V. I. Lenin

German Social-Democracy and the Right of Nations to Self-Determination{1}

Written: Written in 1915
Published: First published in 1937 in Lenin Miscellany XXX. Printed from the original.
Source: Lenin Collected Works, Progress Publishers, 1977, Moscow, Volume 41, pages 355.2-356.1.
Translated: Yuri Sdobnikov
Transcription\Markup: R. Cymbala
Copyleft: V. I. Lenin Internet Archive (www.marxists.org) © 2004 Permission is granted to copy and/or distribute this document under the terms of the GNU Free Documentation License.
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German Social-Democracy was the strongest and most influential party of the Second International. That is why, on the one hand, it bears the greatest responsibility for its   collapse, and on the other, its example and experience are most important for studying the reasons of this collapse and for analysing the measures, ways and means for fighting the opportunism which has strangulated that party.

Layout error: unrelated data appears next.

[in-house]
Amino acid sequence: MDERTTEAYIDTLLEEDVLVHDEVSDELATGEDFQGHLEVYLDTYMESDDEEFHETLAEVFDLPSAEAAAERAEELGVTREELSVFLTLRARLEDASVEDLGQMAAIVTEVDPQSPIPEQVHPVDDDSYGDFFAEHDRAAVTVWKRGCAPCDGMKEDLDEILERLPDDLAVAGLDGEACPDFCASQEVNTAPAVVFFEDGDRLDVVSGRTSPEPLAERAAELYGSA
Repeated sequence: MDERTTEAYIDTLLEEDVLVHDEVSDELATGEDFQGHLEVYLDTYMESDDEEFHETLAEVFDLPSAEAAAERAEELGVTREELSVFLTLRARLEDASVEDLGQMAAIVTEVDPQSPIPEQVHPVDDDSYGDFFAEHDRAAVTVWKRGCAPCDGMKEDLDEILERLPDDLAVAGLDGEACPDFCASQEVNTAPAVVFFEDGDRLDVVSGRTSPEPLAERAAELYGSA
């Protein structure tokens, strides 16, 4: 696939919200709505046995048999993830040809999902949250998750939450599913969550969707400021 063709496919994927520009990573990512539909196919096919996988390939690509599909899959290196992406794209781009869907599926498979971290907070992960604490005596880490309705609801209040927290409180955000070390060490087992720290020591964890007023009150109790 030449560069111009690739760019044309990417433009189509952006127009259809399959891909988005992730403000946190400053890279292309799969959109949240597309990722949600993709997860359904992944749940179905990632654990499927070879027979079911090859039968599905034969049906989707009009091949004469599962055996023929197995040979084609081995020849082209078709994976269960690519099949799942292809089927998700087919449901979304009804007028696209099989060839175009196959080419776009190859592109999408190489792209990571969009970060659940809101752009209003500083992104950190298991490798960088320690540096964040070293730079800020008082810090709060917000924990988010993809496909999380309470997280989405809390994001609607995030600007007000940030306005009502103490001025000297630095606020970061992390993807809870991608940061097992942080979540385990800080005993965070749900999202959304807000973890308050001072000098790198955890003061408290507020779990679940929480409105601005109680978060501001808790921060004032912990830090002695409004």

The opportunism which has strangulated the Social-Democratic Party of Germany and has transformed that party into a national-liberal labour party, has crystallised as social-chauvinism in the 1914–15 war.


{1} This is apparently the beginning of an unfinished article. p. 355

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